LEMON: Jack?

KINGSTON: But what he also did, though, was he did go down a litany of open source media that he talked about from the New York Times to the Washington Post to Fox, to Heat Street, and others, and he said, what about this as potential evidence. And he also said something as I understood it, he said, you know, surveillance, wiretap and we have talked about that.

[22:40:00] LEMON: Jack, did you watch my opening statement? He never said -- I put up exactly what he said in those tweets. He never said surveillance. He was very specific...

(CROSSTALK)

KINGSTON: No, no. That's true.

LEMON: He was very specific about what he said. He said that it was McCarthyism, comparing the former president to Joseph McCarthy. He also compared him to Richard Nixon, who I was wrong, I said he was impeached. He wasn't impeached. They were drawing up impeachment papers and he resigned. He said he was a bad sick guy. This was a personal attack on the

former president accusing him of a federal crime. At no point did he say anything about any government agency or surveilling. He said wiretapped my phone specifically. And then he said it was case for lawyer. The fact that he said he had proof of it. It was a case for a lawyer and he is not showing it. Please don't sit here and spin something that was not said by the president.

KINGSTON: Well, but he say last night to Tucker Carlson that you're going to see more next two weeks. So, I think that, you know, we should see in the next two weeks.

(CROSSTALK)

LEMON: Do you actually think that -- Jack, I'm going to ask you, do you actually think that President Obama wiretapped Trump Tower?

KINGSTON: I don't think President Obama did. But I think it's possible that under his watch some of his agencies were doing surveillance, which was probably broad, and I think that before he left office he did spread the word throughout different agencies.

LEMON: So, if someone -- OK. So, if people were being surveilled under the Obama presidency, it's common, we've had intelligence experts here, for people who are Russian, Russian ambassadors, to be surveilled. Their phone calls to be monitored.

The Trump people just happen to be caught up in those -- in that surveillance, no one was going after American citizens or Trump people. They -- Flynn was caught up with Kislyak on the phone.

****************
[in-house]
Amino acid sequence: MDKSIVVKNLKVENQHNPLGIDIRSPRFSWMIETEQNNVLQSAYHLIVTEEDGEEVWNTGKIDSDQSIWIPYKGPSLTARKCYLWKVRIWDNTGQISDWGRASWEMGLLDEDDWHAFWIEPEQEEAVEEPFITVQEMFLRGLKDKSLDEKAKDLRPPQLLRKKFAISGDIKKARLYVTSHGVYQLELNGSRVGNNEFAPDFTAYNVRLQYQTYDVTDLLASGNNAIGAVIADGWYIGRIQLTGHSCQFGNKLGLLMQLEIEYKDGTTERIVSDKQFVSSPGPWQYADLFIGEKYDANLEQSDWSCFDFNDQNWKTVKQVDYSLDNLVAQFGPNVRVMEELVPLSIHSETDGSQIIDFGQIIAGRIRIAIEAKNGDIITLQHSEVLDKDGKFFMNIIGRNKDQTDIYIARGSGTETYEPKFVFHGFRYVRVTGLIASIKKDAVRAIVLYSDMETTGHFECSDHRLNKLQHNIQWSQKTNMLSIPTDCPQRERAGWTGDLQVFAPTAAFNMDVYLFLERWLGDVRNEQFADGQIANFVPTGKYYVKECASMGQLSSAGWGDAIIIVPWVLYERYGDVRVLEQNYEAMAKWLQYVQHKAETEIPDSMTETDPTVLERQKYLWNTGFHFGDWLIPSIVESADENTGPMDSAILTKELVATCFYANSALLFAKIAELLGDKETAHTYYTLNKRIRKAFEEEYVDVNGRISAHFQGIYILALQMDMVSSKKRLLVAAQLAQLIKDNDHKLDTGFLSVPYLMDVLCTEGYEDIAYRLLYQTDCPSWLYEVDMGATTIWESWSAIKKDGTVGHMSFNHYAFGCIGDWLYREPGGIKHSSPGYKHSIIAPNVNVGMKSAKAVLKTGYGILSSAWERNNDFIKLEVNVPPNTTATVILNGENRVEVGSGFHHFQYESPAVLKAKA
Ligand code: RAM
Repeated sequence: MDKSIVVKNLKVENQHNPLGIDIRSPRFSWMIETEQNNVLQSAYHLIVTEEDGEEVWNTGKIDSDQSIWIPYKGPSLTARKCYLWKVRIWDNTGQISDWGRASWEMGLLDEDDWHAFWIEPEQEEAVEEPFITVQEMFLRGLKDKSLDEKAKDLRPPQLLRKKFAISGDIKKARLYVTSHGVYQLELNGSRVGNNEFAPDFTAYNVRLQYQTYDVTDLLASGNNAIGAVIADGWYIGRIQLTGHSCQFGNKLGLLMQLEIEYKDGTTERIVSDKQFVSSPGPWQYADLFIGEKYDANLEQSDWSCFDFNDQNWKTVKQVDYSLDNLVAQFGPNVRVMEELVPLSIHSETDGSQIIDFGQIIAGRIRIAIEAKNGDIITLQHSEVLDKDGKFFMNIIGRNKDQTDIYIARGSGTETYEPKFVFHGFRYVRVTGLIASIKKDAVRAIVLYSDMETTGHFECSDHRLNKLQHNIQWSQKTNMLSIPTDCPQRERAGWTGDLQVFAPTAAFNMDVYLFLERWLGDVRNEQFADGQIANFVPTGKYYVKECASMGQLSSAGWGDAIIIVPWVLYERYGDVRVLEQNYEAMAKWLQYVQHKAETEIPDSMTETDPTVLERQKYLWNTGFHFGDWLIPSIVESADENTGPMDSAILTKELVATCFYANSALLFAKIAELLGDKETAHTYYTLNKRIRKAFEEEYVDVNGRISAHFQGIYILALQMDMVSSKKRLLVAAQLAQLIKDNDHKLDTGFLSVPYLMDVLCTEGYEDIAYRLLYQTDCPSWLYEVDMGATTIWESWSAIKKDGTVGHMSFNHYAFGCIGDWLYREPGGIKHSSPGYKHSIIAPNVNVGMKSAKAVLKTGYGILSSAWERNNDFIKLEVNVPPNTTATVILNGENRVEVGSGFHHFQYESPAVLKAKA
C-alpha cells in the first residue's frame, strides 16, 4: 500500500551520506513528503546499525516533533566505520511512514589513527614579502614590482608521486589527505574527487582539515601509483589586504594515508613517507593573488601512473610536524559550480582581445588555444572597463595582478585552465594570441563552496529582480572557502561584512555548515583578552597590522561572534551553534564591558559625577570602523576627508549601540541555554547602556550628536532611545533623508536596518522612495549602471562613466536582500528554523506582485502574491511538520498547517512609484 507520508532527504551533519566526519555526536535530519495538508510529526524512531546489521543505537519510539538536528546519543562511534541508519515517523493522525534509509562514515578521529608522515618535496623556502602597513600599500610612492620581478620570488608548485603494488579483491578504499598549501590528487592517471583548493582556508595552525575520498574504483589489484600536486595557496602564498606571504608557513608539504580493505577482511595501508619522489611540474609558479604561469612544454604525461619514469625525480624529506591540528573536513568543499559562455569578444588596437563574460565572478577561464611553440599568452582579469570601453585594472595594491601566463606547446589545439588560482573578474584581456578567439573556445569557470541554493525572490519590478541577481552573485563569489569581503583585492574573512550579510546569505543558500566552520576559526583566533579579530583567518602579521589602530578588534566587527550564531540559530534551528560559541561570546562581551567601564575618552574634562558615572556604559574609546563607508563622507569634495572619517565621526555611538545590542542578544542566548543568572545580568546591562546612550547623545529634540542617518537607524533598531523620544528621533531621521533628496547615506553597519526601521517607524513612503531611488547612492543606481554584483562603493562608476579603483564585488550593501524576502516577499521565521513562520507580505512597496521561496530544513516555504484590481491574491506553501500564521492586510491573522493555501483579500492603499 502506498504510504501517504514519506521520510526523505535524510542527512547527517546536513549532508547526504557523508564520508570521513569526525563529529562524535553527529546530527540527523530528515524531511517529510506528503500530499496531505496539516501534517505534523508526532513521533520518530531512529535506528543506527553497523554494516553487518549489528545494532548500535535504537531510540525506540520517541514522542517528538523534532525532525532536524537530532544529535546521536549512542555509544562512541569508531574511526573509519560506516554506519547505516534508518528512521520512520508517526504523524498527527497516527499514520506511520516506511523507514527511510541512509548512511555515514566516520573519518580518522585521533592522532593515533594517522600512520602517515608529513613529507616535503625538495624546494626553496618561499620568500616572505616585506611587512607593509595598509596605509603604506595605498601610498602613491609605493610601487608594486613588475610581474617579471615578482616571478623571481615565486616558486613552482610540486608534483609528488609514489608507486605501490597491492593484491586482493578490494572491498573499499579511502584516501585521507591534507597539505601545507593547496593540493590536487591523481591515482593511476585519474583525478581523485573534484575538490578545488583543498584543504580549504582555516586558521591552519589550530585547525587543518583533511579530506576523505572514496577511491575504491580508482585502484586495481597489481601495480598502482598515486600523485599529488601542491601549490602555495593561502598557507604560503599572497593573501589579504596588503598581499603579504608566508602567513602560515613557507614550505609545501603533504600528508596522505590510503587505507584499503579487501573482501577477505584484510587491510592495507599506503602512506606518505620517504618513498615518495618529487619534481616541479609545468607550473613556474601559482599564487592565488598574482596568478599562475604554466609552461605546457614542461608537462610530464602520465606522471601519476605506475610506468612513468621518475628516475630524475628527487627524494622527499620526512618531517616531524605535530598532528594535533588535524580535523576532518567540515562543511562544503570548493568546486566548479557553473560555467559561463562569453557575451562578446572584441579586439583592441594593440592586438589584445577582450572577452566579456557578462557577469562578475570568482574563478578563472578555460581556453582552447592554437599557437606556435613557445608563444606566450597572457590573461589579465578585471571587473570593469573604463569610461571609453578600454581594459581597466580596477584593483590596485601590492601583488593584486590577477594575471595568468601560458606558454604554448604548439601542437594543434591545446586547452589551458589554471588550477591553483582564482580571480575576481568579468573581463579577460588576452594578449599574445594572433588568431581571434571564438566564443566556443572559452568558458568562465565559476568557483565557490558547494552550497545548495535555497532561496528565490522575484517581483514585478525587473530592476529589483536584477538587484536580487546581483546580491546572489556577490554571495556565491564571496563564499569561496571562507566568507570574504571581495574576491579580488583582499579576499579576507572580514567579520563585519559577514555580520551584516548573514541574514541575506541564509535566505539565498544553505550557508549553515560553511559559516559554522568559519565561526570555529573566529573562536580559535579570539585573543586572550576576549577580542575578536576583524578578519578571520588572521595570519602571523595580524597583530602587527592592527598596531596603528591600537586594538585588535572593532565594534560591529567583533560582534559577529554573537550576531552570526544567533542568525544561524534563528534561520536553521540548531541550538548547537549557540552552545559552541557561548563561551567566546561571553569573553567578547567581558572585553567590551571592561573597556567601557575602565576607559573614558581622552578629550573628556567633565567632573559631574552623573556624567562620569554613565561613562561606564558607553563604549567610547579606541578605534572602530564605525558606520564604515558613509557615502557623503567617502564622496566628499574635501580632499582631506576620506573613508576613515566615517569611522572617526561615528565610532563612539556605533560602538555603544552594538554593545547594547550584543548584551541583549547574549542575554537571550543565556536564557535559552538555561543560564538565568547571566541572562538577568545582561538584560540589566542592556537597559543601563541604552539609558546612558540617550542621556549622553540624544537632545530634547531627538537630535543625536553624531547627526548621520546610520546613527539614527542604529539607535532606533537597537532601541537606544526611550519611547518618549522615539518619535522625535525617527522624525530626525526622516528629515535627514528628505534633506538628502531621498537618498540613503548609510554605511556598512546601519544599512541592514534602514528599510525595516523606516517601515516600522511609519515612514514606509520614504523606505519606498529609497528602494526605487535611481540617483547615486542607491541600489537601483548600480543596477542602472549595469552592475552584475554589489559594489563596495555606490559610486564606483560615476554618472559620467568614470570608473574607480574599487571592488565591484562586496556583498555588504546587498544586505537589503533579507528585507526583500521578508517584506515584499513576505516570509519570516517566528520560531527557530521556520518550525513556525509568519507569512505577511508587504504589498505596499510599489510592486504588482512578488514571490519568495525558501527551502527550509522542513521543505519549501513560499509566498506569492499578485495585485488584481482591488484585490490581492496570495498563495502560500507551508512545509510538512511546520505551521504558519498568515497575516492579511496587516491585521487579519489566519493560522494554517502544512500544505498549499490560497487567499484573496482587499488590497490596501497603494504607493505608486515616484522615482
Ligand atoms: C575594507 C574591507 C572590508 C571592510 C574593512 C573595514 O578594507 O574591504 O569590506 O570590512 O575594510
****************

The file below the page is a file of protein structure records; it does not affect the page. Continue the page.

KINGSTON: Yes. But remember, that one thing Sean was very frustrated with today and I would be frustrated with as well, as he said, you know, when James Clapper comes out and says there's no evidence of collusion and when other intelligence agencies say that, as he said the press responds with crickets and I do think that that's true.

(CROSSTALK)

LEMON: Jack, you said that on the show.

KINGSTON: You said it.

LEMON: But you sat and you heard us. But we said it on CNN here all over. There's been no proof. There's been no proof so far. There's been no proof so far. We're talking about Russia and collusion, either two different things that we're talking about.

KINGSTON: You know, let me say this, the great thing about the Don Lemon show you do let people like me and Andre Bauer and we get to speak, but I would say the New York Times not so much. And I do think that there's...

(CROSSTALK)

LEMON: But I can't, listen, I have the New York Times article. KINGSTON: The failed New York Times.

LEMON: I have New York Times, the New York Times article that everyone references. The reporter was on with Anderson Cooper, he said that nothing in there said anything to what you're using or what other people are using.

(CROSSTALK)

KINGSTON: There's also McClatchy, there was McClatchy, they was the Guardian, there was Heat Street. There were other references and he talked about that today.

LEMON: Those had been...

POWERS: But.

LEMON: Those articles don't say what they said but anyway, sorry. Andre, I'm sorry. Go on.

ANDRE BAUER, CNN POLITICAL COMMENTATOR: That was Jack.

LEMON: No, you. I wanted you to jump in on that.

POWERS: Crickets.

BAUER: I got the floor now, great.

LEMON: Now you have crickets. Now crickets. Now it's your chance or I'm going to move on to Jen Psaki.

BAUER: First thing I would say, is we know there was a FISA warrant given in October. But more than that, Don, you know, I watch a lot of CNN and I think the average person who is watching TV, no matter what channel they're watching, it's almost like they can't tell you the difference between Iraq and Iran.

There's so much information there. Did Russia hack? We haven't seen prove, we continue to hear that for months. Now was Trump Tower, did it have surveillance, and I think people are kind of confused as to what the real truth is, because they had so much information overload we're all waiting to see when the other shoe is going to drop. And all of this kind of confuse I thought...